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Quality of Life and Self-Esteem of Children


What would be the ultimate goal of early childhood education? To make children smarter? Nurture their self-esteem, or make them competent citizens for the future? Do you notice that even though these goals are different, there is one thing in common among them?

What is common among them is that the goals have been deliberated and decided by adults. Of course, we adults are very keen to the effects rendered by setting these goals. The effects by setting these goals are, for example, development of children's cognitive, social, and non-cognitive skills etc.

We adults have long been ignoring much the inner subjective feelings of children.
Now if we seriously hope to help children who are citizens of the future world, we must be aware of their inner feelings of themselves and the world as a whole.

The concept of quality of life (QOL) was once developed in the field of clinical medicine, where a mere healing of diseases is not at all the goals of treatment. In defining the meaning of health, the World Health Organization has clearly defined health as "a state of complete physical, mental and social well-being and not merely the absence of disease or infirmity". Now the concept of QOL is thought to be the global indicator of children's well-being and applicable in early childhood education.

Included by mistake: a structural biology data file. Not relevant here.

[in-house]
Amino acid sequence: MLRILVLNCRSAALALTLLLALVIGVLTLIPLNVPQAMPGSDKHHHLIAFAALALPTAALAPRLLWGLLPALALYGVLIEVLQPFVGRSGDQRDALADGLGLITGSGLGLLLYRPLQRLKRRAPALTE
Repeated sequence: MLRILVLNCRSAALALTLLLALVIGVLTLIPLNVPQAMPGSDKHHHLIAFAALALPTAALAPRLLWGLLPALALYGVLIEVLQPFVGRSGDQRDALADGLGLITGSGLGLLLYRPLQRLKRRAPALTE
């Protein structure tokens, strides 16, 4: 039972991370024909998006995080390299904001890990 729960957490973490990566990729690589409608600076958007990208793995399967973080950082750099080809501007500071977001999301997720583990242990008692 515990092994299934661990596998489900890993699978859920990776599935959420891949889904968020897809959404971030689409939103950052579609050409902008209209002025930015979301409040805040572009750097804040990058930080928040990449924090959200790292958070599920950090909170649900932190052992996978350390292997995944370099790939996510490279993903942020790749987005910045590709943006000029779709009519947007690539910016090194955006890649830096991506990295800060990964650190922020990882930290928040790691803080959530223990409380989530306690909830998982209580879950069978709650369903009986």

In my talk, I will briefly touch upon the measures of QOL, and my previous survey on the QOL of children in Asian countries. Following them, I would like to present the factors that influence the development of QOL, and their implication in early childhood education.

>>Read the full article (PDF)

This paper was originally published in the proceedings of the 20th Pacific Early Childhood Education Research Association International Conference, at which the keynote lecture was delivered. CRN would like to thank PECERA Taiwan for permitting the reproduction of this paper on the CRN website.


sakakihara_2013.jpg Yoichi Sakakihara
M.D., Ph.D., Professor Emeritus, Ochanomizu University; Director of Child Research Net, Executive Advisor of Benesse Educational Research and Development Institute (BERD), President of Japanese Society of Child Science. Specializes in pediatric neurology, developmental neurology, in particular, treatment of Attention Deficit Hyperactivity Disorder (ADHD), Asperger's syndrome and other developmental disorders, and neuroscience. Born in 1951. Graduated from the Faculty of Medicine, the University of Tokyo in 1976 and taught as an instructor in the Department of Pediatrics before assuming current post.
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